For the nth time in the last few days, the Lib Dems have shown themselves thrown by the basic politics of government; as opposed to opposition, where they were supremely comfortable.
Whilst our own reaction to scandal, in cases such as Phil Woolas, has sometimes been unnecessarily brutal – throwing someone out of the party before, even, the most basic of appeals against the complaint had been heard – the approach at least had the advantage of dealing with damage quickly and effectively. The case of the hapless Chris Huhne, and his alleged attempt to pass his driving licence points to his wife, is proving anything but.
Whilst it would be churlish to damn someone – even the rather puffed-up Huhne – before any kind of investigation has completed, there are cases where you have an idea what happened, and cases where not. In the case of Huhne, the dimmest of observers can see the unlikeliness of the idea that his wife would deliberately have fabricated such a story: she has, after all, to live with her conscience (and her friends, workplace and children) afterwards.
Let’s suppose, hypothetically, that he did what she says he did, while acknowledging the possibility that he didn’t. He might then get off through lack of evidence, and perhaps that’s what he’s banking on: but the taste it would leave in the mouth is simply that this man, like Jonathan Aitken before him, has no qualms about lying to his family and the outside world. A bigger man would have owned up – not kept his job, but owned up – and may even, in time, have resuscitated his career. We can often forgive people who have done something wrong, but we can’t handle liars. If, of course, that is what he is.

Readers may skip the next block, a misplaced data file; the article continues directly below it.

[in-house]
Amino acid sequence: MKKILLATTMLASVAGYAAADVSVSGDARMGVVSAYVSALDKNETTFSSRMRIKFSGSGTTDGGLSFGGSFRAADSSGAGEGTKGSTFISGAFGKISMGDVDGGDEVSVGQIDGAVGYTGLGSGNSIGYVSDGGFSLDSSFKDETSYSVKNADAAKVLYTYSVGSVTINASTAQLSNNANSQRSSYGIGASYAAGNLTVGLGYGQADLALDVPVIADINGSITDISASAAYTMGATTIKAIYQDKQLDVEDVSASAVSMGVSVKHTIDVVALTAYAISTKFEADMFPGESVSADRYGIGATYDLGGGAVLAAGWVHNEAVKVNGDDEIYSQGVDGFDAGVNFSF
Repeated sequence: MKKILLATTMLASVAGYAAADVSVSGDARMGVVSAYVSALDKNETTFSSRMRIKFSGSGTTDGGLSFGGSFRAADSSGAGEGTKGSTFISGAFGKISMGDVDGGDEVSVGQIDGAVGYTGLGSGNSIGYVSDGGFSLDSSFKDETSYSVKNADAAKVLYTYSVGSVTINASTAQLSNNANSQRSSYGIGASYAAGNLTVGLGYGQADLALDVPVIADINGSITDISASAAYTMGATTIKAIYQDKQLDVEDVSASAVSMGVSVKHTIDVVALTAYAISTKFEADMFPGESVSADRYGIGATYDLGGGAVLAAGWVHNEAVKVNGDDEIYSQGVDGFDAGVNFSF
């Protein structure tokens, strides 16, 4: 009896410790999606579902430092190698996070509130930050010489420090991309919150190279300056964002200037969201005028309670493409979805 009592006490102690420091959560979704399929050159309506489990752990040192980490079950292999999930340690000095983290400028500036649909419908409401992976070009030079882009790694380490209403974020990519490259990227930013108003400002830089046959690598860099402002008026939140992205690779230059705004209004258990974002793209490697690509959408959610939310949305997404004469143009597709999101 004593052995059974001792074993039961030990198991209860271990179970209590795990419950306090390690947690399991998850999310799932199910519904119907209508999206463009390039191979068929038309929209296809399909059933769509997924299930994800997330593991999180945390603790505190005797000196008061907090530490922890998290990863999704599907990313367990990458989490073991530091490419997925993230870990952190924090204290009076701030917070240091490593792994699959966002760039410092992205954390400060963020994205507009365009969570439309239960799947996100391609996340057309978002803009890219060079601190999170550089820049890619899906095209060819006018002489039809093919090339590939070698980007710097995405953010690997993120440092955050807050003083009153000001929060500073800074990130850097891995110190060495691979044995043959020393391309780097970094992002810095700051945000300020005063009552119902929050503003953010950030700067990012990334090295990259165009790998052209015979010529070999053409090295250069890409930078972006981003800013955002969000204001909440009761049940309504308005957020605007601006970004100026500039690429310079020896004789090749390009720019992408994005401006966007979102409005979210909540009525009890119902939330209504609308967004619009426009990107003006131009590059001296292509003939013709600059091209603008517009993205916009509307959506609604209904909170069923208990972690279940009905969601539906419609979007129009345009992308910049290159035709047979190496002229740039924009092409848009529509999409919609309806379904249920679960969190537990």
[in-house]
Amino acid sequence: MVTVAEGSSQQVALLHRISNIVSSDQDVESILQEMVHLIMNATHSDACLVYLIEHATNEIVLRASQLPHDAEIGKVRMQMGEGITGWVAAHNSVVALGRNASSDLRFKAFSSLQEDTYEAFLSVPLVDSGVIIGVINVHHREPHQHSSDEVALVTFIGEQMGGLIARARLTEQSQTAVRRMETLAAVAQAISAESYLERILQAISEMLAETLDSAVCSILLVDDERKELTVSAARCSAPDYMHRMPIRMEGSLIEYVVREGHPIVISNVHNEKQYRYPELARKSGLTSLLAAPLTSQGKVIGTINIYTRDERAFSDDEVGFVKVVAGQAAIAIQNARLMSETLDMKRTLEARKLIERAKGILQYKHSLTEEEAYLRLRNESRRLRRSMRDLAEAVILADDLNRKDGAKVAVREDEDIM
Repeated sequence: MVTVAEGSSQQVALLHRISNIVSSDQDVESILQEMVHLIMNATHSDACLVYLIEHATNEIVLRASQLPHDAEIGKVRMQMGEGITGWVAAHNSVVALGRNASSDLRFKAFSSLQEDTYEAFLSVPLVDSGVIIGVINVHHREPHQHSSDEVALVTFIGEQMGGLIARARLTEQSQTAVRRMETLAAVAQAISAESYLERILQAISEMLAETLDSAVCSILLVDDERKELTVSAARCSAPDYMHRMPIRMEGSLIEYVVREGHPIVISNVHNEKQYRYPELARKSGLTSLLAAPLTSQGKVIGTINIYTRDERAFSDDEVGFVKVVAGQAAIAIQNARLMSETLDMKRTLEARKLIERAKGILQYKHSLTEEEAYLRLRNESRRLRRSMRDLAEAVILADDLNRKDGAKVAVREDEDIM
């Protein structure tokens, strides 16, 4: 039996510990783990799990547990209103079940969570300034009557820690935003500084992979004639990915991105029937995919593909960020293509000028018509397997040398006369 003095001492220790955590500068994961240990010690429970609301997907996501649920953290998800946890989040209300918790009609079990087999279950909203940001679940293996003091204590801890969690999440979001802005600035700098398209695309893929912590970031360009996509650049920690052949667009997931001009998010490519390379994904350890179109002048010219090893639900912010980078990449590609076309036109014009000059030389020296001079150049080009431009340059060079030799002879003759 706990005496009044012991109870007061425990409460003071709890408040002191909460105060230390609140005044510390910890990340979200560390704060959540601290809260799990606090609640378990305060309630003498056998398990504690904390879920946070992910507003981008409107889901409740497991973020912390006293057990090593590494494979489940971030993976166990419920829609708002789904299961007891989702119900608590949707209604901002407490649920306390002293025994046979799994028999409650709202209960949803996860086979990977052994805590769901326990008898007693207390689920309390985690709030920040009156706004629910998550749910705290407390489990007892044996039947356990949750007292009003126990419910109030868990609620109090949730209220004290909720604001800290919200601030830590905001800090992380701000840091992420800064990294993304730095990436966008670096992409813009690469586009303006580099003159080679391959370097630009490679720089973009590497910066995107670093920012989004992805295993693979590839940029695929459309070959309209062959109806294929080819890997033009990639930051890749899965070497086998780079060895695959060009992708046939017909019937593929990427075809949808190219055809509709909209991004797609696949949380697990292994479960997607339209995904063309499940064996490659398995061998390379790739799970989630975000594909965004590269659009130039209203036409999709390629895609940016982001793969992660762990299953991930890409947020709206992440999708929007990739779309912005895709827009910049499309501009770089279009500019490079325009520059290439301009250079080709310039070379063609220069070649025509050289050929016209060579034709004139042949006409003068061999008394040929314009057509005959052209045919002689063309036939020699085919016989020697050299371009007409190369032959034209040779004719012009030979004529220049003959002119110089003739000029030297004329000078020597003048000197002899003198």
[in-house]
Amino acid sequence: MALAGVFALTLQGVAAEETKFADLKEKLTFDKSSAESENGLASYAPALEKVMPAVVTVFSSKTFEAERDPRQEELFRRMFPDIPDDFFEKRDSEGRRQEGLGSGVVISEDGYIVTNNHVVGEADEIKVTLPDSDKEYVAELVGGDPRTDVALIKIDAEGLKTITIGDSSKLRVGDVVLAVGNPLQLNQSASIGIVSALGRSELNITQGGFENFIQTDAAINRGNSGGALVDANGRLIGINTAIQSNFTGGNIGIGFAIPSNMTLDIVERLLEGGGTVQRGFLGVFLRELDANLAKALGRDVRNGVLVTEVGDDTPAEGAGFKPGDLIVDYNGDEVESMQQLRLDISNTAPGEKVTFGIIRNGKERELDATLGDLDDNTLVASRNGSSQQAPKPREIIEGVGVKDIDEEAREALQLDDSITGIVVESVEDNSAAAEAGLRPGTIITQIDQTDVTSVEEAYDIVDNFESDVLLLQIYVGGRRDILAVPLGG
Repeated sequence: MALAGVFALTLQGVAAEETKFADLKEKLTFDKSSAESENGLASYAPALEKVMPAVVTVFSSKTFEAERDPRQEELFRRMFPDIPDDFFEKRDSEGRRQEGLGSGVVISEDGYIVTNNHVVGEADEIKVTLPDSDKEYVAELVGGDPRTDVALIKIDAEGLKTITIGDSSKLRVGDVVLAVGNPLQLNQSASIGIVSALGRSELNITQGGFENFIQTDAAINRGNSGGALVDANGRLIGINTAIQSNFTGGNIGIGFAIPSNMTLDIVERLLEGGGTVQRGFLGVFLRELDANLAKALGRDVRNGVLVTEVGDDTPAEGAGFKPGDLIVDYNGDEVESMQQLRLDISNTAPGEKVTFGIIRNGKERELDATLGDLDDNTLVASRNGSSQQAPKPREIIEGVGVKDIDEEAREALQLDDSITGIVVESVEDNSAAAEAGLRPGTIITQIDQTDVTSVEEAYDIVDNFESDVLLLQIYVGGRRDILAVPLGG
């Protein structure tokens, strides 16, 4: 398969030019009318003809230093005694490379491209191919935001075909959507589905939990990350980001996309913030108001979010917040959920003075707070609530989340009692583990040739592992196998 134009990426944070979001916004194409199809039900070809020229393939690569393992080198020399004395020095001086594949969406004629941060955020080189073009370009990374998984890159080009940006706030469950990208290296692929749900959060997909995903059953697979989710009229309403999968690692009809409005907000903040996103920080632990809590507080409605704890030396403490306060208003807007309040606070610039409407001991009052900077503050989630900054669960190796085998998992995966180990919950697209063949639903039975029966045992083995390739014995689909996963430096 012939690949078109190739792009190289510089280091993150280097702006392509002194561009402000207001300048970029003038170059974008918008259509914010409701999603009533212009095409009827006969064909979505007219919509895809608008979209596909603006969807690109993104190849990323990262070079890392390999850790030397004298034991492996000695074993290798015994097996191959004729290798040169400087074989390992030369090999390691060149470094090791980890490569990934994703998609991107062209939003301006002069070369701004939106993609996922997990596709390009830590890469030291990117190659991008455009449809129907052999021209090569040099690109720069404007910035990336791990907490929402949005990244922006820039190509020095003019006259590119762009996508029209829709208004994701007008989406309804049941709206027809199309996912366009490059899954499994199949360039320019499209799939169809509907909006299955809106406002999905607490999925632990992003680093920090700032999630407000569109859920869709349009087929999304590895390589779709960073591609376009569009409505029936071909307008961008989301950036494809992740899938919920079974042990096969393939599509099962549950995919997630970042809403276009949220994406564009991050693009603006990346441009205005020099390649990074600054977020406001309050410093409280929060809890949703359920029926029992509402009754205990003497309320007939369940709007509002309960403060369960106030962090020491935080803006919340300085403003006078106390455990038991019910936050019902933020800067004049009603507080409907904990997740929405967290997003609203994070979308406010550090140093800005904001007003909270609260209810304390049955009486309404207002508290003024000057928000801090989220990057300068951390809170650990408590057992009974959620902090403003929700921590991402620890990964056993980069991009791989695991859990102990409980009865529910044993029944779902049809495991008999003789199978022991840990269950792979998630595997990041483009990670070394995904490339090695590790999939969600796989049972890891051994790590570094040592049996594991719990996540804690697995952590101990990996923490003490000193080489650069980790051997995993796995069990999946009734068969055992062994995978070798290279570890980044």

That he took the contrary option would show two things: the first, a lack of integrity; the second, a lack of judgement. In fact, Huhne has already made us suspect a lack of judgement via his outburst at the previous Cabinet, when he tried to take on Cameron and Osborne. Now, helpfully, he has removed all doubt.
To be fair, probably only a few Lib Dems are lacking in integrity, like there are a few in all parties. But there are many who lack judgement, and it is this second which most dogs them – and a plausible explanation is simply lack of experience at the top.
The examples are endless: not just Huhne himself, but the foolishness of their sixth-former lookalike President, Tim Farron, savaged by Andrew Neil for defending Huhne on yesterday’s Daily Politics. As justification he gave a specious comparison with Blair: “Tony Blair remained prime minister while he was investigated, I imagine Chris Huhne can just about cope with being Energy Secretary.”
No, no, no, Tim. Did he not know that Blair was questioned as a witness and not as a suspect? And did he really think there was a comparison between a legitimate concern by lawmakers about whether someone (not Blair) was selling peerages, for which everyone was later cleared, and a shabby charade about penalty points in order to save Huhne’s wretched political career? Say what you like about Blair, but he would never have done anything remotely as stupid as that which Huhne is accused of.
And then there has been the deliciously egotistical behaviour of Cable, with his preening huffs and his silly hats. If there were a model for what the no-nonsense Clem Attlee would have described as a “vain” politician, it must surely be Cable. To lambast one’s Cabinet colleagues, especially in a constituency surgery, raises questions about one’s judgement. To do it twice suggests foolishness. Does he not realise that no-one really cares what he thinks or threatens? That he is in this for the duration, like the equally vain Clare Short, otherwise his career is over?